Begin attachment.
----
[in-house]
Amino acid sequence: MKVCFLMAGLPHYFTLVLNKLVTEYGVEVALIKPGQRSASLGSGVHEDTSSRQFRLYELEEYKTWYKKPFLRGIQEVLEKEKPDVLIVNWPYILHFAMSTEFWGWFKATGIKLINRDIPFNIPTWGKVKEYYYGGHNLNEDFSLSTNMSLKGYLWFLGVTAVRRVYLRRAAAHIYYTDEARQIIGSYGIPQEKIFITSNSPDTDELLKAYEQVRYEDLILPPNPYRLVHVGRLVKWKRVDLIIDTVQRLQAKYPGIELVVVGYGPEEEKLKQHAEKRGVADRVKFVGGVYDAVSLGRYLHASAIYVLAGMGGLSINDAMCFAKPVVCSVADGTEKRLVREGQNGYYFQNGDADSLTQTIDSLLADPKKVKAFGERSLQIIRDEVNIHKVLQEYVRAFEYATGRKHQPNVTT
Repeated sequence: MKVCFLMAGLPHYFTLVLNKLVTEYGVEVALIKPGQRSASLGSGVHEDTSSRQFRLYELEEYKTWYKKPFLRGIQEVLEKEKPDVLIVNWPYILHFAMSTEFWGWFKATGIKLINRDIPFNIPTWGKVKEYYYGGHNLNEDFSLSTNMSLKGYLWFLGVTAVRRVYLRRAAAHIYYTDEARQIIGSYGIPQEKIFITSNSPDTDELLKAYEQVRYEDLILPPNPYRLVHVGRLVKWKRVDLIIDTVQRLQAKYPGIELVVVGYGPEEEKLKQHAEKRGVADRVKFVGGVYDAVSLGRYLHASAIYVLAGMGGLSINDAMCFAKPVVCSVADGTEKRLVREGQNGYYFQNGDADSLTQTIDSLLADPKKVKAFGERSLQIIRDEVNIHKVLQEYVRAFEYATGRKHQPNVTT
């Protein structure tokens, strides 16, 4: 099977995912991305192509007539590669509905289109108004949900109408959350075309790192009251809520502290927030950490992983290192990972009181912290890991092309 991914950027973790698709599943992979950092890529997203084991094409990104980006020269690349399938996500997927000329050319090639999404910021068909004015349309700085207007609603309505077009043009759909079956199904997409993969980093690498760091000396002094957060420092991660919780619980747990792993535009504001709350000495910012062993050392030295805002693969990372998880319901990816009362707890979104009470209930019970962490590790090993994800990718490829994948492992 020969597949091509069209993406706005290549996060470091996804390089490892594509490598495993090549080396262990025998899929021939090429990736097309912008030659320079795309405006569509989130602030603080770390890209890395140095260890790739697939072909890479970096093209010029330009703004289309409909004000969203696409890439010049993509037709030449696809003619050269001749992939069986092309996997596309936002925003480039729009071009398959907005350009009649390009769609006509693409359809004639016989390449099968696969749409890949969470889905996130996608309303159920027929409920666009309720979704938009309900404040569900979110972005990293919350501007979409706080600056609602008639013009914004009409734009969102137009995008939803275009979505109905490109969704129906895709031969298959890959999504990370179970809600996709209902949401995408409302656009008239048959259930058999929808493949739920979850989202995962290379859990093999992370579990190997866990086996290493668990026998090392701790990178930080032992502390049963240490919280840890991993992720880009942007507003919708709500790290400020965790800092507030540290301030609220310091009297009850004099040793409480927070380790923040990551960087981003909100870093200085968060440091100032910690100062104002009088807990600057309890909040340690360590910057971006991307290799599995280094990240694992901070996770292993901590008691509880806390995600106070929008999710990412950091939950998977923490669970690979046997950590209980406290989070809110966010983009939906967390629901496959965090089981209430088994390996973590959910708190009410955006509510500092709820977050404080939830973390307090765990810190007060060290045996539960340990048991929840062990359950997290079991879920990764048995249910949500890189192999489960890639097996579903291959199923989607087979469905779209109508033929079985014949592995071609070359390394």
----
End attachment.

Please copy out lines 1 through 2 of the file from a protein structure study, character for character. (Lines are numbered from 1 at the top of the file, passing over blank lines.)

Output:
[in-house]
Amino acid sequence: MKVCFLMAGLPHYFTLVLNKLVTEYGVEVALIKPGQRSASLGSGVHEDTSSRQFRLYELEEYKTWYKKPFLRGIQEVLEKEKPDVLIVNWPYILHFAMSTEFWGWFKATGIKLINRDIPFNIPTWGKVKEYYYGGHNLNEDFSLSTNMSLKGYLWFLGVTAVRRVYLRRAAAHIYYTDEARQIIGSYGIPQEKIFITSNSPDTDELLKAYEQVRYEDLILPPNPYRLVHVGRLVKWKRVDLIIDTVQRLQAKYPGIELVVVGYGPEEEKLKQHAEKRGVADRVKFVGGVYDAVSLGRYLHASAIYVLAGMGGLSINDAMCFAKPVVCSVADGTEKRLVREGQNGYYFQNGDADSLTQTIDSLLADPKKVKAFGERSLQIIRDEVNIHKVLQEYVRAFEYATGRKHQPNVTT